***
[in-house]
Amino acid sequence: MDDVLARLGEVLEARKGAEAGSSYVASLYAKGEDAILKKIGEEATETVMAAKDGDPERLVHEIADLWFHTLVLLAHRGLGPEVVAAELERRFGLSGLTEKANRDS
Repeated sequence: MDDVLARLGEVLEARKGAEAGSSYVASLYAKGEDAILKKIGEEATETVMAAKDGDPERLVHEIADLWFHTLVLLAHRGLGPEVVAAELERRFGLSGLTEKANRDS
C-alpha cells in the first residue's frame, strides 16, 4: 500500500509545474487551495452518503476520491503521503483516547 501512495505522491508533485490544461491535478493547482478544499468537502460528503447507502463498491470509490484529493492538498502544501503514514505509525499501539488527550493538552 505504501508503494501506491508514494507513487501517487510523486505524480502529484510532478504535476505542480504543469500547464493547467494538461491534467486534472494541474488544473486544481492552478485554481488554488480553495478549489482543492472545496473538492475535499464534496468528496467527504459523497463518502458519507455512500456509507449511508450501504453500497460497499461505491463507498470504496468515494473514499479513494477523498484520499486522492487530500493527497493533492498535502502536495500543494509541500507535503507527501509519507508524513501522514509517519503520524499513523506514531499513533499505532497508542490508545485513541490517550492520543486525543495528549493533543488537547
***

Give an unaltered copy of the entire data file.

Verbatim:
[in-house]
Amino acid sequence: MDDVLARLGEVLEARKGAEAGSSYVASLYAKGEDAILKKIGEEATETVMAAKDGDPERLVHEIADLWFHTLVLLAHRGLGPEVVAAELERRFGLSGLTEKANRDS
Repeated sequence: MDDVLARLGEVLEARKGAEAGSSYVASLYAKGEDAILKKIGEEATETVMAAKDGDPERLVHEIADLWFHTLVLLAHRGLGPEVVAAELERRFGLSGLTEKANRDS
C-alpha cells in the first residue's frame, strides 16, 4: 500500500509545474487551495452518503476520491503521503483516547 501512495505522491508533485490544461491535478493547482478544499468537502460528503447507502463498491470509490484529493492538498502544501503514514505509525499501539488527550493538552 505504501508503494501506491508514494507513487501517487510523486505524480502529484510532478504535476505542480504543469500547464493547467494538461491534467486534472494541474488544473486544481492552478485554481488554488480553495478549489482543492472545496473538492475535499464534496468528496467527504459523497463518502458519507455512500456509507449511508450501504453500497460497499461505491463507498470504496468515494473514499479513494477523498484520499486522492487530500493527497493533492498535502502536495500543494509541500507535503507527501509519507508524513501522514509517519503520524499513523506514531499513533499505532497508542490508545485513541490517550492520543486525543495528549493533543488537547